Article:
Geneva economy thrives on foreigners, study finds
With every second worker in Geneva of foreign origin, the canton owes its economic success to people from abroad, a study has found.
"The opening of Geneva to the world seems to drive the local economy,” said Hélène de Vos Vuadens, deputy director of the Geneva Cantonal Bank, a co-contributor to the study "Craftsmen of the Geneva Economy". “The figures show that exaggerated protectionism harms the growth of the economy.”
The goal of the research – done by scholars at the University of Geneva in partnership with the Geneva Chamber of Commerce, the Geneva Cantonal Bank and the Geneva Cantonal Statistics Office – was to examine the connection between the large influx of foreign migrants in the canton and the state of its economy today.
In the construction sector, 81% of workers in the canton come from abroad, whereas 53% of employees in public administration come from outside Switzerland. The study concluded that foreign influence affects fields requiring highly qualified workers as much as it does those requiring fewer qualifications.
With 40.9% of its population consisting of foreigners from 192 different countries, Geneva is Switzerland’s most international canton and has the largest foreign population. Portuguese, French, Italian and Spanish citizens make up half of that population.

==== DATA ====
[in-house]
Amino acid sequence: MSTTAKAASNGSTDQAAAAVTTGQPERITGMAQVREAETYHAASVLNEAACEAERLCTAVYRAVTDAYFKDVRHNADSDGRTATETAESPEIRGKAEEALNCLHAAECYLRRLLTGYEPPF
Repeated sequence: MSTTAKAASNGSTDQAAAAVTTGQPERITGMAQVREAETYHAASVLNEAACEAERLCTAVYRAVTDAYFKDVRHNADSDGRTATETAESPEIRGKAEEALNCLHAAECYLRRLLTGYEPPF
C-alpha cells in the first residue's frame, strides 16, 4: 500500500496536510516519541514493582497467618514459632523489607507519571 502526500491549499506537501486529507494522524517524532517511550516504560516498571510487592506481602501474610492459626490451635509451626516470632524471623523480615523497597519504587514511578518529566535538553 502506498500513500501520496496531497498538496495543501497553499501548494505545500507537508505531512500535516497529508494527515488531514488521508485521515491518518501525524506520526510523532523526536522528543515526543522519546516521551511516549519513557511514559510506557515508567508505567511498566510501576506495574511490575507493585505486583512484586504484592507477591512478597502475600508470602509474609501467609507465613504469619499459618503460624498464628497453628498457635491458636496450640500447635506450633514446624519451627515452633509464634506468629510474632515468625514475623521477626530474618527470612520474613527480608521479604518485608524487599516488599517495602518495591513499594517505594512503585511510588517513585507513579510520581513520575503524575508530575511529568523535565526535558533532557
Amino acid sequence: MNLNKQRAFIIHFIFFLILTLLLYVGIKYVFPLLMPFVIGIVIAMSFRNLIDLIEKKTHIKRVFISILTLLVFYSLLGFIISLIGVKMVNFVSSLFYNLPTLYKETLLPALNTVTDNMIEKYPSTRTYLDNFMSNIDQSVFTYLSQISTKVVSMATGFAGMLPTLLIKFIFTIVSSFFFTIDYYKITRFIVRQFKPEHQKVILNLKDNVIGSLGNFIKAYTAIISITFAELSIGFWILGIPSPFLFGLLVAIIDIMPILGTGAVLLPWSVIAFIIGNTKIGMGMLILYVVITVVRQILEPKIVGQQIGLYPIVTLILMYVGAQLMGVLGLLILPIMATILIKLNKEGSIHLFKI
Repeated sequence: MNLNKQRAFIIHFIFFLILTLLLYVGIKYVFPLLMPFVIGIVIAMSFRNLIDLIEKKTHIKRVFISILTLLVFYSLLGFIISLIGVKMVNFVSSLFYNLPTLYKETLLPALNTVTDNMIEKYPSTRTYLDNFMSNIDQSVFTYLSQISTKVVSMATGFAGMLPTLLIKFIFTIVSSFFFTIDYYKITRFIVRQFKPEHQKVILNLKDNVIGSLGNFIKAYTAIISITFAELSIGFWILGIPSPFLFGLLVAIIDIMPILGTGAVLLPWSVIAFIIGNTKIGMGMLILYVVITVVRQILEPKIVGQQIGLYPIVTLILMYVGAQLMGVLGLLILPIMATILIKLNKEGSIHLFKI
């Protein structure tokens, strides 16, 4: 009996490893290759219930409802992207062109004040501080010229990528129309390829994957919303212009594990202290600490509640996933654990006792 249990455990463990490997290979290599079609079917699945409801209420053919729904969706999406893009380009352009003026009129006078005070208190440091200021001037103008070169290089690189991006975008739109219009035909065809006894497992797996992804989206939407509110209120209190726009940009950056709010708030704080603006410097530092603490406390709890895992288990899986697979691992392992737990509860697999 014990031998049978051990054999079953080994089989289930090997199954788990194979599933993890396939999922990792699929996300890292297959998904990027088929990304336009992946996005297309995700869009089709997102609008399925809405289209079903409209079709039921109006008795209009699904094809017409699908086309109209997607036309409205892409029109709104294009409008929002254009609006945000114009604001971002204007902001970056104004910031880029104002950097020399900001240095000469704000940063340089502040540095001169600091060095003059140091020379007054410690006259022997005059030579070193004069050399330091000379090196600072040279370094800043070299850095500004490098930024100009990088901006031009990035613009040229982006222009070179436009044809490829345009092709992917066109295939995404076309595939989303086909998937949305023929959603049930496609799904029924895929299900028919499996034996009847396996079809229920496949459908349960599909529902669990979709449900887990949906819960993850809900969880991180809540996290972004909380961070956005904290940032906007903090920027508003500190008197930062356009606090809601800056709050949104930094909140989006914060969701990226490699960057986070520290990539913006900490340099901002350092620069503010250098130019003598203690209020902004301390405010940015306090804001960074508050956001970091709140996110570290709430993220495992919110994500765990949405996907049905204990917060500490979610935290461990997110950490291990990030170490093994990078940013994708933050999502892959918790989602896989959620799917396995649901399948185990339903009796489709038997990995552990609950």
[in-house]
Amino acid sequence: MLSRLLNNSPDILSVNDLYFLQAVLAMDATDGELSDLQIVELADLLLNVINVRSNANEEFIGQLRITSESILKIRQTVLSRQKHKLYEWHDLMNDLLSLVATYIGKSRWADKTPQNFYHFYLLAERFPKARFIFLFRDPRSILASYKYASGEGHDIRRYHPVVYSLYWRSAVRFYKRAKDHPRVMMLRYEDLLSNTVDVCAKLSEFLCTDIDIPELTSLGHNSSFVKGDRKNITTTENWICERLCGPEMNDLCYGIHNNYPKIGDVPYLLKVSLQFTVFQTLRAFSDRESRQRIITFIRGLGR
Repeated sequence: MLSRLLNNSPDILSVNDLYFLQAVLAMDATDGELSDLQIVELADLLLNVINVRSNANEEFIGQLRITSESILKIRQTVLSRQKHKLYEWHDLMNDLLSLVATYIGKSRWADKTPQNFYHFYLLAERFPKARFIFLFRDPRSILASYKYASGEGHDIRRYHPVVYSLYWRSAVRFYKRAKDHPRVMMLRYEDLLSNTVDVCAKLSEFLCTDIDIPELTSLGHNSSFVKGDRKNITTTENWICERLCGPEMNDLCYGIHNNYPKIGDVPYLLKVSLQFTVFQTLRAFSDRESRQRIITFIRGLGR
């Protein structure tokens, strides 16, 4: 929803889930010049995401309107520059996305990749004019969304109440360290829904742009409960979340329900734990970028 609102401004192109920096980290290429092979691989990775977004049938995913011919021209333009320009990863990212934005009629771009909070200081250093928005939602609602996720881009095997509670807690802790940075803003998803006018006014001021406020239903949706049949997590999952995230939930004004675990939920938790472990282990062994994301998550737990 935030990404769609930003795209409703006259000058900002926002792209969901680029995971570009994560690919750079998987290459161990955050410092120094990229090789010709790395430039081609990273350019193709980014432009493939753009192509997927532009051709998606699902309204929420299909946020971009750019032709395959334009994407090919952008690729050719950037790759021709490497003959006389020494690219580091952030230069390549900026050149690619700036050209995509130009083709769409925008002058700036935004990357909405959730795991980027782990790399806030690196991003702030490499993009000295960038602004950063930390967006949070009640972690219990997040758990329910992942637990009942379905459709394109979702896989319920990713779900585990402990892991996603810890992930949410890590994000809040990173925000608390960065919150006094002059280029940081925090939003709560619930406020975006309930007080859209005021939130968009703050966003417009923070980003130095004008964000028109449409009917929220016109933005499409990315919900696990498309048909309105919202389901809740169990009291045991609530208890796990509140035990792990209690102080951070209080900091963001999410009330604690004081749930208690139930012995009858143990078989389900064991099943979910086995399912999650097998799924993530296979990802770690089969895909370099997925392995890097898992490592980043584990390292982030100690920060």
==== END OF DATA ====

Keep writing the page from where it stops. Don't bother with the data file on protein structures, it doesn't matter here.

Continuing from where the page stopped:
The roots of Geneva’s foreign population go back to the dawn of the watchmaking and banking industries, which brought French and Italian immigrants in particular. Already in 1850, Geneva’s population was a quarter foreign and the canton was home to a fifth of Switzerland’s foreign population. Before World War I, the number of foreigners reached 42%, and the latter half of the 20th century brought continued growth in the areas of research and technology that drew more foreign workers.
Marian Stepczynski, one of the study authors, says she was amazed at the “phenomenal number” of businesses in canton Geneva that were founded by foreigners.
“There we have to ask ourselves whether they aren’t much more dynamic than the rest of the population,” she said.
Migration trends for the canton in the last five years point towards young, well-educated French, Portuguese and Italians coming to work in Geneva, filling positions for which there are not enough well-qualified Swiss workers.
The study, which is in its eighth edition, concluded that the Geneva region has profited more from migration than any other part of Switzerland. At the same time, researchers found that fact to be a weakness, since a change in the political environment could have a profound effect on the economy as a result.
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